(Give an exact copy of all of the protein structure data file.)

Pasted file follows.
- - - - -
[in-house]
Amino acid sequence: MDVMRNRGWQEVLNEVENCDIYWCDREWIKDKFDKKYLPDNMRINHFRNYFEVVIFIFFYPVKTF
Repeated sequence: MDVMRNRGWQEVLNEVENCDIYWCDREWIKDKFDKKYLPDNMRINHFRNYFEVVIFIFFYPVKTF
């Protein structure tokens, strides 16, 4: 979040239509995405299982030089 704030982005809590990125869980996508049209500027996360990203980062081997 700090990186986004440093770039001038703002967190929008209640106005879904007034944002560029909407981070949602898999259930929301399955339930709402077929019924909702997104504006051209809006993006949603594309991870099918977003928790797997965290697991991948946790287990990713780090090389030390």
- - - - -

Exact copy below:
[in-house]
Amino acid sequence: MDVMRNRGWQEVLNEVENCDIYWCDREWIKDKFDKKYLPDNMRINHFRNYFEVVIFIFFYPVKTF
Repeated sequence: MDVMRNRGWQEVLNEVENCDIYWCDREWIKDKFDKKYLPDNMRINHFRNYFEVVIFIFFYPVKTF
């Protein structure tokens, strides 16, 4: 979040239509995405299982030089 704030982005809590990125869980996508049209500027996360990203980062081997 700090990186986004440093770039001038703002967190929008209640106005879904007034944002560029909407981070949602898999259930929301399955339930709402077929019924909702997104504006051209809006993006949603594309991870099918977003928790797997965290697991991948946790287990990713780090090389030390």